Support Your Local Police

In November 2008, Pennsylvania Trooper Jay Splain was honored at a county law enforcement banquet as a hero, the police officer of the year. The reason: He had shot and killed a suicidal man who allegedly pointed an Uzi submachine gun at him.

That was the first killing. Trooper Splain went on to fatally shoot three more people in separate incidents, an extraordinary tally for an officer responsible for patrolling largely rural areas with low rates of violent crime. All four who died were troubled, struggling with drugs, mental illness or both. In two cases, including that of the man with the Uzi, family members had called the police for help because their relatives had threatened to kill themselves.

The most recent death was last month, when Trooper Splain shot an unarmed man in his Volkswagen Beetle. After learning that the officer had previously killed three other people over nearly 15 years, the man’s sister, Autumn Krouse, asked, “Why would that person still be employed?”

Trooper Splain is an outlier. Most officers never fire their weapons. Until now, his full record of killings has not been disclosed; the Pennsylvania State Police even successfully fought a lawsuit seeking to identify him and provide other details in one shooting. In the agency’s more than a century of policing, no officer has ever been prosecuted for fatally shooting someone, according to a spokesman. That history aligns with a longstanding pattern across the country of little accountability for police officers’ use of deadly force.

Prosecutors and a grand jury concluded that Trooper Splain’s first three lethal shootings were justified, and an inquiry into the most recent one is ongoing. Rather than have independent outsiders look into the killings, the police agency has conducted its own investigations — which were led by officers from his unit — raising questions about the rigor of the inquiries.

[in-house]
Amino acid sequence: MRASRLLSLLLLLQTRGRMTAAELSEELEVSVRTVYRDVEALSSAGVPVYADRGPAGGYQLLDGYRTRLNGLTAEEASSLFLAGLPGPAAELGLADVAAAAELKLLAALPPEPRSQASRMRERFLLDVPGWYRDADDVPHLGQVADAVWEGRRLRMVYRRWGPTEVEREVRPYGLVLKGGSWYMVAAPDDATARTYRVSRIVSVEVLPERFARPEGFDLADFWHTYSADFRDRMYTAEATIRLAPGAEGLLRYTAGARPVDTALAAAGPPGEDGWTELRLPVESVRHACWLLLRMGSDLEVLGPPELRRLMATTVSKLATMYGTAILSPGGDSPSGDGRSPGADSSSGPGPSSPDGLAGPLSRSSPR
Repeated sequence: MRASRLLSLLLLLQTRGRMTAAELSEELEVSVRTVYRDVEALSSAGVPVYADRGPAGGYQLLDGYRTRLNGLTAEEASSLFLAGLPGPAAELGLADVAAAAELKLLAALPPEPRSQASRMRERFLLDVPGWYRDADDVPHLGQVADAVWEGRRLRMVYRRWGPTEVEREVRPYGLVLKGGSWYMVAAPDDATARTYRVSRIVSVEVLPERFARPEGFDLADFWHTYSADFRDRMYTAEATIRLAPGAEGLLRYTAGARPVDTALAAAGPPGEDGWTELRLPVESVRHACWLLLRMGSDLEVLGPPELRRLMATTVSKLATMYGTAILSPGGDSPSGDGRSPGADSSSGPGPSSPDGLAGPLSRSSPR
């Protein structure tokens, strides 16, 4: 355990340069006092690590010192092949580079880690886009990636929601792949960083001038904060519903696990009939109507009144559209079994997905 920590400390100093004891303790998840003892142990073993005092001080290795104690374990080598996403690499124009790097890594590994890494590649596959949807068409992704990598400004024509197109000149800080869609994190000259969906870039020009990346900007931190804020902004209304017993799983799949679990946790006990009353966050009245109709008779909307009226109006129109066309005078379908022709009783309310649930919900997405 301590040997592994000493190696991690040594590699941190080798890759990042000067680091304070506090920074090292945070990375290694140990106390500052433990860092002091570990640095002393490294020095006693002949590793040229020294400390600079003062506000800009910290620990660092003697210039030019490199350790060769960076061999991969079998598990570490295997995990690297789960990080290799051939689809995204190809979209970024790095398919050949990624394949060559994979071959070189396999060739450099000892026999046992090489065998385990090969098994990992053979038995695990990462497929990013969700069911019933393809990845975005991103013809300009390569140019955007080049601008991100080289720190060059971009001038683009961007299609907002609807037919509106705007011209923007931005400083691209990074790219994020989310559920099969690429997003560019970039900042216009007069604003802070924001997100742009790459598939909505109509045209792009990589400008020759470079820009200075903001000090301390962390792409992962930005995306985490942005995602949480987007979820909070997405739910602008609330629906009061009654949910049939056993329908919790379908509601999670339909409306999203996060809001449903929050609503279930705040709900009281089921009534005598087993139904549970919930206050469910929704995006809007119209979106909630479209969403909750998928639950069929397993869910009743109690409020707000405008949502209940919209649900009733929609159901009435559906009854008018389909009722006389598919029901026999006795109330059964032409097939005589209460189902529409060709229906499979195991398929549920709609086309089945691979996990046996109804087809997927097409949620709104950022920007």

“When a police officer has shot at and potentially killed a civilian, the public will never trust the police agency to investigate itself and be unbiased,” said Tom Hogan, the former district attorney of Chester County, Pa. A Republican, he helped write recommendations by the state prosecutors’ association for independent investigations — a reform that many departments resist, but one sought by the national prosecutors’ association and major policing groups.

In its review of Trooper Splain’s killings, The New York Times found inconsistencies between the evidence of what occurred and what the state police said had happened. The officer appeared to have departed from police protocols in several of the fatal confrontations, according to interviews and an examination of investigative and court records.

--

--

Get the Medium app

A button that says 'Download on the App Store', and if clicked it will lead you to the iOS App store
A button that says 'Get it on, Google Play', and if clicked it will lead you to the Google Play store